Lewis: Well luckily they’re only minor changes, so they should be able to adapt their costumes without bankrupting themselves. Kanan has a sweet new mask to hide his scars, Sabine has a new hairdo, Hera looks more like a military officer, Zeb lost some of his armour, and Ezra got a weird new haircut that I’m not too keen on.
Ben: The eye markings on Kanan’s mask are similar to the markings on Rex’s helmet too, which, according to Dave Filoni, is intended to emphasise how they’ve bonded. To be fair, they are only minor changes and in all honesty I am not too fussed on the hair- not exactly a big issue for me. Sabine also gets some new gadgets in this season.
Lewis: Tiya was pretty excited about her new jetpack as well as the Darksaber, which we haven’t seen since the Mandolorian episodes in the Clone Wars… I’m pretty excited to see how she gets hold of that particular weapon.
Ben: I hope it isn’t just dropped in, because as if Maul would forget about it.
Lewis: Oh I’m sure he’ll be interested in getting it back, so we can look forward to that episode. Speaking of new weapons, Ezra has a sick new green lightsaber.
Ben: Yes, I was going to ask about that. I wondered where that appeared from, because I am still watching him with the blue blaster hybrid so thought something may have happened right at the end of season 2?
Lewis: Weeeellllll I don’t want to spoil too much, but his blue-blaster hybrid was destroyed in the last episode of season 2. I was hoping they’d have an episode of them trying to find a new crystal, but oh well.
Ben: Maybe they will come back to it?
Lewis: Maybe, but I feel like they’re happy to just move on. Although Maul might comment on it when they see him again. So that’s the new tech that they showed off, shall we talk about the new characters?
Ben: I suppose that’s true, and the nature of the show is fairly fast paced, if the new lightsaber was important it would have been covered.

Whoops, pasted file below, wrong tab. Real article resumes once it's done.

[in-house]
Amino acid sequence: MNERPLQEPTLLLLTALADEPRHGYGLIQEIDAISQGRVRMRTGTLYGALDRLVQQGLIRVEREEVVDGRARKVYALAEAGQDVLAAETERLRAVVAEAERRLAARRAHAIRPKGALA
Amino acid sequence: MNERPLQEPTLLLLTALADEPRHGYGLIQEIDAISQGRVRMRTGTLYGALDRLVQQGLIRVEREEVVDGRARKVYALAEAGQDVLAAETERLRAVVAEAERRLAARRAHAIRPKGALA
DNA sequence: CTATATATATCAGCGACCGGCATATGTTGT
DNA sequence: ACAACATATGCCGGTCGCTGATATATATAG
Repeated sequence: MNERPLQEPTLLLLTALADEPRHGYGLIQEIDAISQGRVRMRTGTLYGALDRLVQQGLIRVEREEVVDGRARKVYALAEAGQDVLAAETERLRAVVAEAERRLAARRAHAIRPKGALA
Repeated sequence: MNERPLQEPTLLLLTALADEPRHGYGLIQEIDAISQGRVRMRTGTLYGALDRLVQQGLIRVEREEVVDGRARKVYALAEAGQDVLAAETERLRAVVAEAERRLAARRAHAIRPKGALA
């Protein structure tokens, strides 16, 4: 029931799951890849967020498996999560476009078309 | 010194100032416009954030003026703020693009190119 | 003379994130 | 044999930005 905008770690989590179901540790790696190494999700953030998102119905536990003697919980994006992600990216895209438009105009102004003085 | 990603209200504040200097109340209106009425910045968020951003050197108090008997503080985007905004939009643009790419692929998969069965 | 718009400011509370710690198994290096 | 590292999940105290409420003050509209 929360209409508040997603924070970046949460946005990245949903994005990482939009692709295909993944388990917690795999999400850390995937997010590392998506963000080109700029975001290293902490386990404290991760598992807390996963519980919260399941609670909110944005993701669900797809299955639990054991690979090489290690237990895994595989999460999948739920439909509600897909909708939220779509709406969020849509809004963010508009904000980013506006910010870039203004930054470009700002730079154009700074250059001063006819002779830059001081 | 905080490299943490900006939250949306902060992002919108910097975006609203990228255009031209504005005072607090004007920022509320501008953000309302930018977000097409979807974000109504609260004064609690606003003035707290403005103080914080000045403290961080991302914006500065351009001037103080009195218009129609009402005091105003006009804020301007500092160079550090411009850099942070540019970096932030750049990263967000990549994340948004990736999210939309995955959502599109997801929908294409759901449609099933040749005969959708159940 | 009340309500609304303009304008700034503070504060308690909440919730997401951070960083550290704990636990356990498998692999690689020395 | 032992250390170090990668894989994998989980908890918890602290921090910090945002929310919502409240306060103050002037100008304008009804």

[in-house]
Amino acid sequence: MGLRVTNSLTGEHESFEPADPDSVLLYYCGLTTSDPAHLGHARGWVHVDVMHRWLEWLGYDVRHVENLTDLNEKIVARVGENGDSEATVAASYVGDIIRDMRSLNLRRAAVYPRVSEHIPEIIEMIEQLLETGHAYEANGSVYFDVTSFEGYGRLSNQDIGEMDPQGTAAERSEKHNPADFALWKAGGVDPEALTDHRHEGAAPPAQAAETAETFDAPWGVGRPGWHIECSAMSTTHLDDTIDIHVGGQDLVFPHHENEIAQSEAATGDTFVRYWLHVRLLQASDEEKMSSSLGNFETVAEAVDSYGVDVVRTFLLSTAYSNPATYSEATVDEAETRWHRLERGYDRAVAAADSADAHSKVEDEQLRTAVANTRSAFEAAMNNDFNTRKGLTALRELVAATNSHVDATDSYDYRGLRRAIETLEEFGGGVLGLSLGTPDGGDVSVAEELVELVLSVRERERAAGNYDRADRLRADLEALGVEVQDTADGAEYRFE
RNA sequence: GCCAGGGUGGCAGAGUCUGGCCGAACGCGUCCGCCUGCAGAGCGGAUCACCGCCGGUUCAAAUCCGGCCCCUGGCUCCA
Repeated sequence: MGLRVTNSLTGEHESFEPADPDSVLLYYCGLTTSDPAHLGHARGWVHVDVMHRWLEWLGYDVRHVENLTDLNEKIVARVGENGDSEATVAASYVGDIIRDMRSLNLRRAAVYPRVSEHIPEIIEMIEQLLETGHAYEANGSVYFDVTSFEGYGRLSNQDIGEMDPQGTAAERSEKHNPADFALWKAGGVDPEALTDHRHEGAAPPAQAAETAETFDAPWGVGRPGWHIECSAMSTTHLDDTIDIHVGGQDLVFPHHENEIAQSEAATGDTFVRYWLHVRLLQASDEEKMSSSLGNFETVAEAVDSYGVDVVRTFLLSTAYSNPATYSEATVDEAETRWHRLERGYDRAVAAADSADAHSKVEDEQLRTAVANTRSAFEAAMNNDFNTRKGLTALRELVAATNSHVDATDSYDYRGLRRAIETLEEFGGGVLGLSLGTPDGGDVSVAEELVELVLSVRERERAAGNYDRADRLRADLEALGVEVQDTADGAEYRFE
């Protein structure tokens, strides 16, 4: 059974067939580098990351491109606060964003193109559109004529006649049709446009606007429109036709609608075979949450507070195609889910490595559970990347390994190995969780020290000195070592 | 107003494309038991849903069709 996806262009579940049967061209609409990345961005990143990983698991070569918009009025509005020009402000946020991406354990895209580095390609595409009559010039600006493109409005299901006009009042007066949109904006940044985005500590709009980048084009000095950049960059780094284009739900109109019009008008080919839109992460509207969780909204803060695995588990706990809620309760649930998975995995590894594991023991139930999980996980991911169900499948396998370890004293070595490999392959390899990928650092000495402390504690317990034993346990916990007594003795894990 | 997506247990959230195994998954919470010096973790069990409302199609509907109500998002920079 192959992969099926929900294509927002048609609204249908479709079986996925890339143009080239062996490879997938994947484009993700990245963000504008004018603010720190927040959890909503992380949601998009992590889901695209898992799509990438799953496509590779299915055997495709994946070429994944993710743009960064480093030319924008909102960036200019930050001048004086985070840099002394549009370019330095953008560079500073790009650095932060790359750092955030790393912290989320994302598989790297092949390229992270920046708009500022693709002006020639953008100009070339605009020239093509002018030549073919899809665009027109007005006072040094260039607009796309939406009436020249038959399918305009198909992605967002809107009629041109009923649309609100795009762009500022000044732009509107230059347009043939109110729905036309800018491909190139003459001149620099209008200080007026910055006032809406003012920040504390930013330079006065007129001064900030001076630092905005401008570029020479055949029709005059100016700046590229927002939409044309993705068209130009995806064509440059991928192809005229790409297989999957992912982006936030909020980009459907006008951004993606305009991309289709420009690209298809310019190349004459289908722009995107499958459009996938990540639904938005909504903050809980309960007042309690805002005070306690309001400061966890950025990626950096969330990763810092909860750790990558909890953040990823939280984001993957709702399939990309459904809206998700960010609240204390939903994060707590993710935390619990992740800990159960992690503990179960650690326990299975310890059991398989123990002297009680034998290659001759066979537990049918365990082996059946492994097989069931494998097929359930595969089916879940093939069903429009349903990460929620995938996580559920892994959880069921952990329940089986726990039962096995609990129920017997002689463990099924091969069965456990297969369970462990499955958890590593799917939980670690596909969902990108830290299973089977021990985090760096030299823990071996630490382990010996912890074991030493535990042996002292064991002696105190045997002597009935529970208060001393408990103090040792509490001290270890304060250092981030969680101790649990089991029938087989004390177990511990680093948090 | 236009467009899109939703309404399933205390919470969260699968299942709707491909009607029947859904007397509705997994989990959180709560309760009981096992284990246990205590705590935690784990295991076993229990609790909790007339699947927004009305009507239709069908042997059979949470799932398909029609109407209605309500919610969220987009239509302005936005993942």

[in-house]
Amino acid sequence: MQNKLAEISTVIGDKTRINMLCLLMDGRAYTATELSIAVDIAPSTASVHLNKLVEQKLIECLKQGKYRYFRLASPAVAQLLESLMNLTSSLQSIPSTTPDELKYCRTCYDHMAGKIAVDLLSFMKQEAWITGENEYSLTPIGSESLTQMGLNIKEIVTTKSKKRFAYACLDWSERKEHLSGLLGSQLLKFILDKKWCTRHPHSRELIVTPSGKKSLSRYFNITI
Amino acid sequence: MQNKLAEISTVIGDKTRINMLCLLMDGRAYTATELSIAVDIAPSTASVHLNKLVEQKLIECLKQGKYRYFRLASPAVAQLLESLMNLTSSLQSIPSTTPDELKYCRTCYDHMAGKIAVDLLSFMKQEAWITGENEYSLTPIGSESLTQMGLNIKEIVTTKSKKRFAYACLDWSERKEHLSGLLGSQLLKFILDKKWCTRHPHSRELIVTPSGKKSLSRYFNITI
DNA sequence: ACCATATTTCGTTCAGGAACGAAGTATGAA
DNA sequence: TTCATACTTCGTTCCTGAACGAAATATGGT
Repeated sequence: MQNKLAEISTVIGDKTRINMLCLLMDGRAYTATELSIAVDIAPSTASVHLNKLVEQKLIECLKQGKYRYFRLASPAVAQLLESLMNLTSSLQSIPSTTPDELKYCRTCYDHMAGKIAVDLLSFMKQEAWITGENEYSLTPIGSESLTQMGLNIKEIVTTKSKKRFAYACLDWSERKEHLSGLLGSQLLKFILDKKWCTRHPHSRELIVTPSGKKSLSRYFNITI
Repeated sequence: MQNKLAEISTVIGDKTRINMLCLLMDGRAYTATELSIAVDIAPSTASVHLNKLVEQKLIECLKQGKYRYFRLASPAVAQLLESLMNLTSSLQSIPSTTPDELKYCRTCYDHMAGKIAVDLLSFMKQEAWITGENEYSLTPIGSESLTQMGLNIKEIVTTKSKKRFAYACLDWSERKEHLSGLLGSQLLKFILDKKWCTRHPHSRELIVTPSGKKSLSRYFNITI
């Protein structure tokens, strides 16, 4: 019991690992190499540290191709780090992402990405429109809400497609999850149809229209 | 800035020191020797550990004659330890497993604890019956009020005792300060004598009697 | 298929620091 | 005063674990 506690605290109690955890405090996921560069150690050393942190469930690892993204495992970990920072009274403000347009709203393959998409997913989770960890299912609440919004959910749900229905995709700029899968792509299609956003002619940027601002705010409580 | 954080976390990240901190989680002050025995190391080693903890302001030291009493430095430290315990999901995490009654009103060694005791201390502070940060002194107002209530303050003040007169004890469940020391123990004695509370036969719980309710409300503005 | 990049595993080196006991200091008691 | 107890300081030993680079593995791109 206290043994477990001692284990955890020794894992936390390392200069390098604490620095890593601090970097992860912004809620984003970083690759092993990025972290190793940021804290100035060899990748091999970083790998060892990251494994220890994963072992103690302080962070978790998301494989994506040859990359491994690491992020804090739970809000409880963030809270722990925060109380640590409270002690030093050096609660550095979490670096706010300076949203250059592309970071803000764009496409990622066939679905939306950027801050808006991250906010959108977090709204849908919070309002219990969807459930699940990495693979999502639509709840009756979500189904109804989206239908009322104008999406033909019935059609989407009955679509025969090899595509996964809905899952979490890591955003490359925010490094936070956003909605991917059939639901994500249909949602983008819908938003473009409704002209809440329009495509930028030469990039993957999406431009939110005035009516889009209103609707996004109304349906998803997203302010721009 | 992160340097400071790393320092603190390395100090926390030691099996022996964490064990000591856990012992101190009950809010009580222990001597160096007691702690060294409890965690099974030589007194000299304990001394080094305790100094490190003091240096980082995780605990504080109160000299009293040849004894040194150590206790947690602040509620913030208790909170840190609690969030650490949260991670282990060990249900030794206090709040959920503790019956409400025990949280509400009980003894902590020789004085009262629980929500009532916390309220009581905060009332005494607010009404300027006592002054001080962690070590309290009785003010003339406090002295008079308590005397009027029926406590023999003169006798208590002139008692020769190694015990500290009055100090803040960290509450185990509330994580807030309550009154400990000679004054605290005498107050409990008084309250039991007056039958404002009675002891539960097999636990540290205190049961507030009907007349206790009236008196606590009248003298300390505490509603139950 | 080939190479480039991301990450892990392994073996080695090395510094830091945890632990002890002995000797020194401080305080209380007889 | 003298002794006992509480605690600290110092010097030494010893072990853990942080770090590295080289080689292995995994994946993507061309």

I suppose we should move onto the characters, there is probably more to talk about with Thrawn so I think we should cover the other name drop first. A man by the name of Wedge is defecting from the Empire.
Lewis: I’m sure a lot of people will be disappointed about the fact that Ezra didn’t make a crossguard-saber yet, and yes, let’s talk about everybody’s favourite Rebel ace. I’m a little conflicted about the change to his backstory, since he originally had the occupation of smuggler in the EU after his parents were killed by the actions of the Empire. However, it looks as though they’re combining his story with Tycho Celchu’s, so I’m ok with it… and I won’t complain about any kind of exposure for Wedge.
Ben: Knowing very little about the EU or Legends as they are now known, I was more excited by the prospect of some more Wedge time than the revival of Thrawn. I really hope he becomes a recurring character if only because if he was in every episode he would distract me from the main characters, bloody love Wedge…
Lewis: I think he’ll either be a one-off Easter egg character or a recurring character like Lando; I hope he’s not just in one episode though. As for Thrawn, I’ve read the first book in the Heir to the Empire series, and he’s one of those characters that most people are at least aware of. He’s a very imposing villain, so I’m very much looking forward to seeing what he gets up to.
Ben: I really hope he recurs.
I had heard of him but having not read the books I really wasn’t sure what he was all about. He definitely seemed imposing. Although like we talked about at the panel, I would prefer to see him rise through the ranks perhaps starting as a commander rather than just straight out introducing him as a Grand-Admiral.
Lewis: Well, and this is kinda a spoiler I guess, they introduce him as Grand-Admiral Thrawn in the second episode, so unfortunately we won’t be seeing that which is a shame because I like that idea. I also felt like they actually did a better job of setting his character up in the trailer than they did in the episodes we saw.
Ben: I think it was just the wording; when you rewatch the trailer after watching the episode (because we got to see the first two episodes if you were wondering) the cut is pretty obvious. It shouldn’t take away from the character, in fact with his back story he should only get better.